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Where are you on the personalisation spectrum? The six stages of sophistication


Nicholas Moore

Where do you sit on the personalisation spectrum?

This article uses data taken from the 2016 Digital Marketer Report. Click here to download your free copy now.

With the growing need to tailor your marketing to your customers in order to deliver relevant and interesting experiences, personalisation is more important than ever before. It’s no longer a technique that should be considered in order to improve performance, instead it is a level of interaction that customers expect.

There are many different types of personalisation and multiple levels of sophistication. Most marketers will be able to say ‘yeah, we do personalisation’ but that doesn’t indicate to what level that personalisation is.

With this in mind we have created the ‘personalisation spectrum’ as a way of benchmarking where you are now and what the next steps are.

You’re probably targeting customer segments, using name personalisation in subject lines and building dynamic content blocks on your website — or at least you’re aware of those techniques. But what about real-time individual customer experience management and pre-qualified product selection? Personalisation, like most marketing disciplines, is continuously evolving both creatively and technically. The result is a wide range of practices, from the simple and familiar to the more complex.

Some of the more sophisticated techniques can seem daunting but don’t be fazed. Using the personalisation spectrum below you can see the various levels and determine what kind of personalisation is best for each type of communication you send.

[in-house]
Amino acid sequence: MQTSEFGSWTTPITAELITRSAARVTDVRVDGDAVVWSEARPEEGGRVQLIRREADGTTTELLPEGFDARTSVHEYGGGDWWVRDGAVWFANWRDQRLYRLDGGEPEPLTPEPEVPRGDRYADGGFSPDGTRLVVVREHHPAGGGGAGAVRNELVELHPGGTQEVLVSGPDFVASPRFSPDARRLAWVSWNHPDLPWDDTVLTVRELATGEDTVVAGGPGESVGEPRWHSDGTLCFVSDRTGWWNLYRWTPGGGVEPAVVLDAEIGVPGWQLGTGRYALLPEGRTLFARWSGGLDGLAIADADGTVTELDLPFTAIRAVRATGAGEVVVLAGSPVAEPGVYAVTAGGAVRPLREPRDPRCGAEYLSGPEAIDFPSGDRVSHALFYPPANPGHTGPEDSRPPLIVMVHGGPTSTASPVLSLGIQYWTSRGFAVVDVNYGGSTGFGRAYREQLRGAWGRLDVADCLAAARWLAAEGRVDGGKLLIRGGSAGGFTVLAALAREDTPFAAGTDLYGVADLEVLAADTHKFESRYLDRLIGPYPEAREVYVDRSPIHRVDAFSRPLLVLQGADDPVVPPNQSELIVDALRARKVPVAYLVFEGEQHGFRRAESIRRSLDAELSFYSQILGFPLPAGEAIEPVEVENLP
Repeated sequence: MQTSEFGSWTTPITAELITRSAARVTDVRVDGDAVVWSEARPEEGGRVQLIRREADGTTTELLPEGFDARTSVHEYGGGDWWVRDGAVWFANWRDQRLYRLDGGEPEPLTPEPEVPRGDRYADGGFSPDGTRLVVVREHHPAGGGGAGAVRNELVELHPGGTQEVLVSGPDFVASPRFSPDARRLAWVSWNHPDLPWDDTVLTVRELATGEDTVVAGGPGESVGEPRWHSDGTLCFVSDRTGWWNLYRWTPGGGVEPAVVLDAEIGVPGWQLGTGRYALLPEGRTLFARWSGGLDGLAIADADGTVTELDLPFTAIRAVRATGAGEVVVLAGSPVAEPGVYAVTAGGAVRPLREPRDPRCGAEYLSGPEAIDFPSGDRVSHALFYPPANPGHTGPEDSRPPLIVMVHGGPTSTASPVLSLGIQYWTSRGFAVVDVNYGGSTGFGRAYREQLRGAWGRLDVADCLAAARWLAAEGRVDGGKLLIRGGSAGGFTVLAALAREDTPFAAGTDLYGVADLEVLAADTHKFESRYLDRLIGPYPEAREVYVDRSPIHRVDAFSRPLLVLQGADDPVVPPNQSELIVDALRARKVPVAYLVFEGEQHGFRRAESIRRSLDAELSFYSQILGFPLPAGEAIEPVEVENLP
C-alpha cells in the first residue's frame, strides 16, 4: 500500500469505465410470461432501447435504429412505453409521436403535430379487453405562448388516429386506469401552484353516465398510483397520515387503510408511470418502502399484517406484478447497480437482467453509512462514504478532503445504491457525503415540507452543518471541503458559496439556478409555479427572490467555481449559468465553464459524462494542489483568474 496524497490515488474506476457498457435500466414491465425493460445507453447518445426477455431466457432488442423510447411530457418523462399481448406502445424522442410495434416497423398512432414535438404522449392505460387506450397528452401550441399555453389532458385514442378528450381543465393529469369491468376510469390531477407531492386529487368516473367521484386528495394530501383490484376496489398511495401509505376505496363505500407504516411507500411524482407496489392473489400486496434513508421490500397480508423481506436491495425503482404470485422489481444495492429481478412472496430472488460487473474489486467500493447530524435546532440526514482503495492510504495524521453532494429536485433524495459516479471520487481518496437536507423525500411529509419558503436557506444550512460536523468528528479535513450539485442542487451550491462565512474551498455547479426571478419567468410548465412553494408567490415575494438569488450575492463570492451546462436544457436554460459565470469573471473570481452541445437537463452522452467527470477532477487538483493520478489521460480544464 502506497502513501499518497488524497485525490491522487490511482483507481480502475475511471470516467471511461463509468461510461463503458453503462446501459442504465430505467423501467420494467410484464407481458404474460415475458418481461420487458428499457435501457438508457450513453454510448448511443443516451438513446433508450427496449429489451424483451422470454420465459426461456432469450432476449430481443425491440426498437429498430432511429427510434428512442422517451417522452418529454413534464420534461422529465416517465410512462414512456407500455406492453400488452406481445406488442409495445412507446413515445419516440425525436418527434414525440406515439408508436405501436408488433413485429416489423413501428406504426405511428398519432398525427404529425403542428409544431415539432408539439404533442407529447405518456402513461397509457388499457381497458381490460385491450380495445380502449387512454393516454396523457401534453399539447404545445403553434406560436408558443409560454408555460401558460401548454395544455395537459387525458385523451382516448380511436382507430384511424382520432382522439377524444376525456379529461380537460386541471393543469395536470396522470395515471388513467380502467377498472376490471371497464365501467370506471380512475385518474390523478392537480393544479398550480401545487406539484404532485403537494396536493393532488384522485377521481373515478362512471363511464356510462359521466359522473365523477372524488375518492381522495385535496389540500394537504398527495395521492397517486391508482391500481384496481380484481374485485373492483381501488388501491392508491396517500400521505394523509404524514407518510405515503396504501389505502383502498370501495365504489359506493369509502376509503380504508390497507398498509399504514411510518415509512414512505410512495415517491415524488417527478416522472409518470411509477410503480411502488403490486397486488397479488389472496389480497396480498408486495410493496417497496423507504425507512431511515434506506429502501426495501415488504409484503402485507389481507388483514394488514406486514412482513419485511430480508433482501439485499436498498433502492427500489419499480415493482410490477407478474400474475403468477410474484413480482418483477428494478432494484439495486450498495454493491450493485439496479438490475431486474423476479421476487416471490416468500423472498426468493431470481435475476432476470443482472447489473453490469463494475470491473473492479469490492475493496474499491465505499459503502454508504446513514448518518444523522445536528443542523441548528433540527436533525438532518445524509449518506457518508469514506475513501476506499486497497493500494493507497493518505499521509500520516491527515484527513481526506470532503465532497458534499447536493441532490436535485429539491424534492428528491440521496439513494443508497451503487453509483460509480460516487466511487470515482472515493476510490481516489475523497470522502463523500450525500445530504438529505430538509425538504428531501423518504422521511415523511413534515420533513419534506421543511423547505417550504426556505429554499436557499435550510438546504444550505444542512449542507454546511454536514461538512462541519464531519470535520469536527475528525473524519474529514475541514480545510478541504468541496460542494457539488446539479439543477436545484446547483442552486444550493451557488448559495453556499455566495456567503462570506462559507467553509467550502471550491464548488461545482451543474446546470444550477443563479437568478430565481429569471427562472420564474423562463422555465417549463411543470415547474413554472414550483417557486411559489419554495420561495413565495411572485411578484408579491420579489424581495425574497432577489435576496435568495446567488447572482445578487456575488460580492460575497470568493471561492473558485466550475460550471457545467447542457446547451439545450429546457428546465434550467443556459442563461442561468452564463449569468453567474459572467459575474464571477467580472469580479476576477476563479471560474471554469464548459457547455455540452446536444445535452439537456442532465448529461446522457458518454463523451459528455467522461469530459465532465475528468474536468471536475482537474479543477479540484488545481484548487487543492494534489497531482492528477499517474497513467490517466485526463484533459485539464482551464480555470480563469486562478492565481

Stage 1: Static

The first stage in our spectrum is the absence of personalisation. Even the most sophisticated marketer may conduct static campaigns and sometimes it is the best course. It doesn’t necessarily mean a lack of consideration. Campaign-level analysis can provide insights that are subsequently fed back into the campaign optimisation loop. Monitoring campaign performance in response to variable changes (for example, a change in the day of week on which a campaign is sent) shows an appreciation for the customer’s experience. But in treating an audience as a whole, it’s not considered personalisation.

Stage 2: Identity

In seeking to treat customers as individuals the most basic step a marketer can take is to address them as such. This stage can include many quick wins to enhance currently static campaigns but the main one is addressing each person by name. Other identity variables can include gender, location and age. Each of these can help you use relevant language or make basic content selection decisions.

Stage 3: Insight driven

Using insight to design customer segments based on characteristics such as engagement status, propensity to purchase or membership tier takes the personalisation strategy to the next level. Though often fairly broad, segments allow you to move away from generic messages and communicate with specific groups in meaningfully different ways. Knowing the commonly held interests or needs of a segment drives more relevant dynamic content or creative. Relevancy is not an end in itself, though. The objective is to use these relevant communications to increase efficiency, engagement and, in many cases, revenue.

Stage 4: Enriched insight

An enriched insight approach is broadly the same as the previous stage, in that communications are refined based on segment preferences gleaned from analysis and insight. The crucial difference is that an enriched insight approach adds further granularity by increasing the number of variables by which a group or segment can be defined.